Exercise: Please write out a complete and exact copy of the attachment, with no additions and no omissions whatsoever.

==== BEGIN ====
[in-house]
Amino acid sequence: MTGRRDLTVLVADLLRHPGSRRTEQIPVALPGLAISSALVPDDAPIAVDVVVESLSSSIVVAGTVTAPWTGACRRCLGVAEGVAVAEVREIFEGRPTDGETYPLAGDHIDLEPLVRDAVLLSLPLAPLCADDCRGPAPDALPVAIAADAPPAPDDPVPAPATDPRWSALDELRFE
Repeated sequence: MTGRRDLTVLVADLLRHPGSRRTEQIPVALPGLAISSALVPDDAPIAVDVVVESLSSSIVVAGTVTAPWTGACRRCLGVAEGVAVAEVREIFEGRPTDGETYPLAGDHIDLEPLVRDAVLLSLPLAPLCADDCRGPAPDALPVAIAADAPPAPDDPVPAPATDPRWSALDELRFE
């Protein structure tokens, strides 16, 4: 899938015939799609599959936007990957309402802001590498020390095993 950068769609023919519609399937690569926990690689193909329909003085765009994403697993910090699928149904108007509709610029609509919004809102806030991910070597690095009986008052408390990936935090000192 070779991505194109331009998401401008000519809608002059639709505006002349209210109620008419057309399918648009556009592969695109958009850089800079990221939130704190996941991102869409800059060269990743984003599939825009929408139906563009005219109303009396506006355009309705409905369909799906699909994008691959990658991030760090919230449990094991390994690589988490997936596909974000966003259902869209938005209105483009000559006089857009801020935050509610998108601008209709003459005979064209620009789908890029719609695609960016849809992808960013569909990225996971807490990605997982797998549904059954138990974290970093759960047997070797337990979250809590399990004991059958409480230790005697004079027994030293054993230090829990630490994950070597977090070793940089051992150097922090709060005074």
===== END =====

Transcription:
[in-house]
Amino acid sequence: MTGRRDLTVLVADLLRHPGSRRTEQIPVALPGLAISSALVPDDAPIAVDVVVESLSSSIVVAGTVTAPWTGACRRCLGVAEGVAVAEVREIFEGRPTDGETYPLAGDHIDLEPLVRDAVLLSLPLAPLCADDCRGPAPDALPVAIAADAPPAPDDPVPAPATDPRWSALDELRFE
Repeated sequence: MTGRRDLTVLVADLLRHPGSRRTEQIPVALPGLAISSALVPDDAPIAVDVVVESLSSSIVVAGTVTAPWTGACRRCLGVAEGVAVAEVREIFEGRPTDGETYPLAGDHIDLEPLVRDAVLLSLPLAPLCADDCRGPAPDALPVAIAADAPPAPDDPVPAPATDPRWSALDELRFE
């Protein structure tokens, strides 16, 4: 899938015939799609599959936007990957309402802001590498020390095993 950068769609023919519609399937690569926990690689193909329909003085765009994403697993910090699928149904108007509709610029609509919004809102806030991910070597690095009986008052408390990936935090000192 070779991505194109331009998401401008000519809608002059639709505006002349209210109620008419057309399918648009556009592969695109958009850089800079990221939130704190996941991102869409800059060269990743984003599939825009929408139906563009005219109303009396506006355009309705409905369909799906699909994008691959990658991030760090919230449990094991390994690589988490997936596909974000966003259902869209938005209105483009000559006089857009801020935050509610998108601008209709003459005979064209620009789908890029719609695609960016849809992808960013569909990225996971807490990605997982797998549904059954138990974290970093759960047997070797337990979250809590399990004991059958409480230790005697004079027994030293054993230090829990630490994950070597977090070793940089051992150097922090709060005074």